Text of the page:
The spring 2022 collections brought us back to live shows this past September, and the best of the early fall collections, now out, are packed with a similar vitality. Who knows if the current spike in COVID cases in New York and around Europe will cause fashion houses to return again to digital formats for the major shows in February and March. It suddenly seems possible.
Fortunately, designers have become more proficient, and maybe more instinctual, working under constraints. As Laura Kim, who is co-creative director, with Fernando Garcia, at Oscar de la Renta, told me, “I have a smaller team but better relationships. I think as a team we’re stronger. We work less hours.” The payoff has been remarkably high sell-through numbers — that is, the amount of clothing sold at full price. At Oscar de la Renta, according to Kim, it’s around 90 percent, in contrast to a more typical 60 percent.
One driver, surely, is electric color; another is casual suiting. Garcia and Kim extended their spring idea of tailored mini dresses and jackets in fringe-hemmed checked tweeds, some paired with shorts. The designers mined the Oscar archive for a weird and wonderful print that looks like a ’70s-era preppy patchwork of madras and checks, and also for different floral prints, which were then regrouped together for a flowing chiffon dress, various knits, and a sharp tunic dress on a white ground, which they put with silver sequined pants. The brand has a history of being decorative and ultra-feminine, and not surprisingly it gets a lot of play in the new Sex and the City series. In the latest collection, there are taffeta bubble dresses, evening looks made of a solid crush of taffeta bows, and a white mini dress embroidered all over with eyelash-shaped sequins, its floral details nicely blurred out.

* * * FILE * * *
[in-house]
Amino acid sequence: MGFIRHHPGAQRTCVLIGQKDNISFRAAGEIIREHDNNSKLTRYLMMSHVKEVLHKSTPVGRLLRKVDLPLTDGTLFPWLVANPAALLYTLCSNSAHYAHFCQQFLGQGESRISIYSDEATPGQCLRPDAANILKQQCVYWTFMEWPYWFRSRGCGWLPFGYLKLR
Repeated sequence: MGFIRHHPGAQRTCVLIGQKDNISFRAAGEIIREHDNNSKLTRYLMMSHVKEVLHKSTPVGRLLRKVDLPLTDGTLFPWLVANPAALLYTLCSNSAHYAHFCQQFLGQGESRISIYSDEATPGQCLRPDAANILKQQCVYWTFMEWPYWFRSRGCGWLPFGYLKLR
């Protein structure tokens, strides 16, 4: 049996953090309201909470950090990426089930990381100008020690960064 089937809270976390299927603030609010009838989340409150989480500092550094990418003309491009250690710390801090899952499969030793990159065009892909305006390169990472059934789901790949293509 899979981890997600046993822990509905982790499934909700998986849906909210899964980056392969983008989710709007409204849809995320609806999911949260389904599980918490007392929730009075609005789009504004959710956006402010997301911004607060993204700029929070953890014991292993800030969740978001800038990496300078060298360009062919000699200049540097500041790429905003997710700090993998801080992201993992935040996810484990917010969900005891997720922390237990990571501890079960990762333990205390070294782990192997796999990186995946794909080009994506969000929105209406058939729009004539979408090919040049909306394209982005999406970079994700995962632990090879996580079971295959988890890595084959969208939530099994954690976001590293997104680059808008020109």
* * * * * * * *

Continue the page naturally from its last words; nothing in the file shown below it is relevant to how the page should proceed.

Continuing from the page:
But, for me, the look that best conveyed the designers’ intentions, the mix of nonchalant-casual and decorative, was a perfectly ageless black suit with a slim, below-the-knee skirt. The whole thing was done in a kind of mock tweed woven from thin bias-cut strips of black lace, tulle, and crepe de chine. It’s probably weightless, too.
Christopher John Rogers had hoped to do an actual show this fall, but between COVID and the costs, he said, “it started to feel like a reach.” He added, during a Zoom call, “I’m glad we shot the look-book instead. It feels so much more impactful.”
The images, released today, show Rogers’ ever-evolving eye, his sense of wit, and his remarkably strong feeling for line and proportion. What’s new is the addition of more neutral tones — white, cream, biscuit de Sevres gray (for a subtly striped linen pantsuit and coat combo — and some built-in elements that suggest natural wear to a garment. By that I mean modest gathers to the front of a suit jacket or to side of a long skirt to convey the trace of a crease made from sitting or the look when you partially tuck in your shirt tails. Rogers incorporated the gestures — you might say, accidents — into his designs. For him, they were another way to knock back the formality of tailored clothes. He also executed the idea very well — experimenting at first with a ’70s men’s jacket to see how the tucks would work out.